Joe Schoffstall went to New York’s Zuccotti Park last week and found a man holding aloft a hand-lettered sign with the slogan, “Arrest the Bankers.” Schoffstall, a young reporter for Brent Bozell’s Media Research Center, asked the man a simple question: “What are your thoughts on Israel?”
The protester’s response, captured by the MRC’s video camera, was memorable: “Israel is white Europe — eastern Europeans — who has [sic] usurped and occupied Arab land, and they have displaced the indigenous Arab Palestinian people at gunpoint. When Israel was founded in 1948… in 1949, Israel secretly began working on a nuclear… atomic nuclear program to wipe out her neighbors. So the hatred of the Arabs for Israel is understandable.… And I’ll say that the Jews control Wall Street. Google ‘Jewish billionaires.’ Google ‘Jews and the Federal Reserve bank.’ Google ‘Jews and Wall Street.’ America’s finances is [sic] controlled by the Jews. Wall Street, the media, the legal profession — Jewish money is the engine in politics.… The Jews commit more white-collar crime than any other ethnic group on the earth and they go unprosecuted because they can buy their way out of it.”
It would be unfair to conclude from this one demented example that the “Occupy Wall Street” movement is significantly motivated by, or deliberately tolerant of, paranoid anti-Semitic conspiracy theories. But the rant recorded by Schoffstall’s camera crew was not the only example of such kook-fringe beliefs among the mobs that have descended on lower Manhattan and other urban spaces across America in the weeks since these anti-capitalism protests began. Documented examples of anti-Semitism among the “Occupy” crowds were sufficiently numerous to prompt the Emergency Committee for Israel to release an online ad questioning support for the demonstrations voiced by Democratic Party leaders, including President Obama, who said the movement “expresses the frustrations that the American people feel.”
Obama’s invocation of “the American people” and their “frustrations” might permit some other conspiracy theorists to suggest — with far better evidence — that the protesters camped in Zuccotti Park are part of a deliberate effort by the president and his party to undermine the free enterprise system. Several conservative commentators have interpreted “Occupy Wall Street” in light of Saul Alinsky’s radical maxim: “Pick the target, freeze it, personalize it, polarize it.” Others see the anti-capitalist mobs in the context of the “Cloward-Piven Strategy” to foment a crisis that would bring about a socialist revolution. This suggestion cannot be lightly dismissed. One of the architects of that 1960s-era strategy, Professor Frances Fox Piven, is an active supporter of the movement and told a public-radio interviewer: “I think we desperately need a popular uprising in the United States.” Piven also denounced the financial industry at a Sept. 29 rally in New York where, in a bizarre call-and-response speech, she told the crowd: “You’ve heard people say they’re greedy, and they are greedy. You’ve heard people say that they are thieves, and they are thieves. But they’re also cannibals, because they are eating their own.”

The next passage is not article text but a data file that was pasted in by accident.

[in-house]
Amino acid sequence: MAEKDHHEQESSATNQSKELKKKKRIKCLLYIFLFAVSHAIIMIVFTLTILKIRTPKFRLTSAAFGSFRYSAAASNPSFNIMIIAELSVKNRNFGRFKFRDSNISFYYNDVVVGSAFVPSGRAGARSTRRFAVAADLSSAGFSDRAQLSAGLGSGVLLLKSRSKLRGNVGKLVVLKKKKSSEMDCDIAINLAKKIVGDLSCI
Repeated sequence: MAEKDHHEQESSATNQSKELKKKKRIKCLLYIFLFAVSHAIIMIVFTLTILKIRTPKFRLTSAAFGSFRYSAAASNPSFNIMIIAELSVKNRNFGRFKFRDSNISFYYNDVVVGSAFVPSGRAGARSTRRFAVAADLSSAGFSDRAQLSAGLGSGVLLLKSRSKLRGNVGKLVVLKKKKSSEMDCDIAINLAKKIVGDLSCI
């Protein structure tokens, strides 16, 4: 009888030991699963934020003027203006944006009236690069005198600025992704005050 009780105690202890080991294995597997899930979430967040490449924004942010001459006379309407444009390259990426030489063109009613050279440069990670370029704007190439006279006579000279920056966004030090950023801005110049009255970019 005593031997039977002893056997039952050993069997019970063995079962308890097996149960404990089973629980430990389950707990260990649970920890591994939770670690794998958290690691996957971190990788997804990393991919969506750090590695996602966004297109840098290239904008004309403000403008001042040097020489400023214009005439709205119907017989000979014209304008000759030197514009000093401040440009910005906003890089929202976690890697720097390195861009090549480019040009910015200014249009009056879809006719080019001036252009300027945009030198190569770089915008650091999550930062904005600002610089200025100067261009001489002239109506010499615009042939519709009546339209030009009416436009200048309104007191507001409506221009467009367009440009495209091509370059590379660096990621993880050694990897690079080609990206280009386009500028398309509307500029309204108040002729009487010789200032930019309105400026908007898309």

Any reasonably well-informed person who listens to Piven’s counter-factual assertions (e.g., that we have budget deficits “because big business and finance has stopped paying taxes”) need not wonder why so many allegedly smart young people have joined the “Occupy” movement. Piven is one of the nation’s most influential academics, past president of the American Sociological Association and a “Distinguished Professor of Sociology and Political Science” at the graduate school of the City University of New York. Professor Piven is not merely a teacher, but a teacher of teachers, whose former pupils are now themselves influential professors at many of the nation’s most prestigious institutions. And it is perfectly plausible to say that Professor Piven’s most illustrious student, dating back to the era when she taught at Columbia University, is the current resident of 1600 Pennsylvania Avenue.
Six decades after Bill Buckley warned of the academic elite’s collectivist drift in God and Man at Yale, we now behold the rotten fruit of that tree: An Ivy League graduate in the White House praising the inchoate rage of anti-capitalist mobs, a rage incited by the likes of Professor Piven at rallies that draw heavily from among the brightest students at our nation’s finest universities.
Whereas the anti-Semitic idiot interviewed by Schoffstall could be dismissed as a marginal kook whose views are not representative of the “Occupy Wall Street” movement as a whole, the same cannot be said of Professor Piven and the young protesters who enthusiastically echoed her words in Zuccotti Park. Those who declare that capitalists are “thieves ” and “cannibals” are proclaiming doctrines propagated by the academic left for more than half a century. Students haven’t been taught to understand capitalism, but rather to hate capitalism. Hating is easier than understanding, after all, and elite students nowadays are far more likely to be assigned the Marxist history of Howard Zinn than to be schooled in the economics of Ludwig von Mises, Friedrich Hayek, and Milton Friedman.
Hostility toward the free market is one of those hateful prejudices that, to borrow a phrase from Rodgers and Hammerstein, “you’ve got to be carefully taught.” Idiots on the fringes of the “Occupy” crowd who demonize Jews may ultimately be less dangerous than the allegedly well-educated young people who form the core of the mobs that vilify capitalism. And as Ronald Reagan once observed, “The trouble with our liberal friends is not that they’re ignorant; it’s just that they know so much that isn’t so.”
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